WOMEN who come off the pill immediately want to ditch their 'nurturing' partner and have sex with a muscleman, according to new research.
The study shows that women on the pill are attracted to 'feminised' men similar to themselves. But as soon as they stop using oral contraception they crave sex with ultra-masculine bodybuilder types.
And the findings are believed to go some way to explaining the soaring numbers of broken marriages in the developed world since the introduction of the oral contraceptive pill in the early 1960s.
A UK study showed that women who don't use the Pill are attracted to men with a scent which is the polar opposite of their own.
And these tend to be 'manly' men, physically bigger and with more pronounced male features.
In simple terms the more 'opposite' a couples' smells (in scientific terms their histocompatibility complex (MHC) genes) are the better the chance for the immune system of their offspring.
However women using the Pill showed a strong preference to men with a smell closer to their own.
These were often good, caring partners of the New Man variety who, it turns out , may not necessarily be so good in terms of natural selection.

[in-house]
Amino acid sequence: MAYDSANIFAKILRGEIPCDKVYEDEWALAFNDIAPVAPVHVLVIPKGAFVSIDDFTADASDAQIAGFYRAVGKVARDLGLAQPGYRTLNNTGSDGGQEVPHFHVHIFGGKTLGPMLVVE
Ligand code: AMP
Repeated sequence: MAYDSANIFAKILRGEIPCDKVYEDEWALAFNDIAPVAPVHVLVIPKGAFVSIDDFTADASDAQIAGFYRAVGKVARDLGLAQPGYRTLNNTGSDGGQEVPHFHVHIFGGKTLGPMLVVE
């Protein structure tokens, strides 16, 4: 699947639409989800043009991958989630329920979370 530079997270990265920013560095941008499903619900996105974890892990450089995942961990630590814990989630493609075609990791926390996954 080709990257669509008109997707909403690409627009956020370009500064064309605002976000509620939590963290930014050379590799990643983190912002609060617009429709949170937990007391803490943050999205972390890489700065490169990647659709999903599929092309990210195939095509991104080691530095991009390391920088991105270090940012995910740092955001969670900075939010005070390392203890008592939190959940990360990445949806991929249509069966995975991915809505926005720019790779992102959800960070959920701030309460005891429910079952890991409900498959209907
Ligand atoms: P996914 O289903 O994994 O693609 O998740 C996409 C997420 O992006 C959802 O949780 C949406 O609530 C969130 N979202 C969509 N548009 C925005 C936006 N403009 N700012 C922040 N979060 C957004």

And it gets worse for Metrosexual Man – when women come off the pill they turn their backs on caring man and crave sex with neanderthal man.
The study published in the Proceedings of the Royal Society B suggests that women who start or stop taking the pill, then, may be in for some relationship problems.
A further study published in Psychological Science found that women paired with MHC-similar men are less sexually satisfied and more likely to cheat on their partners than women paired with MHC-dissimilar men.
So a woman on the pill, for example, might be more likely to start dating a MHC-similar man, but he could ultimately leave her less sexually satisfied.
Then if she goes off the pill during the relationship, the accompanying hormonal changes will draw her even more strongly toward more MHC-dissimilar men.
These immune genes may have a “powerful effect in terms of how well relationships are cemented,” says University of Liverpool psychologist Craig Roberts, co-author of the paper.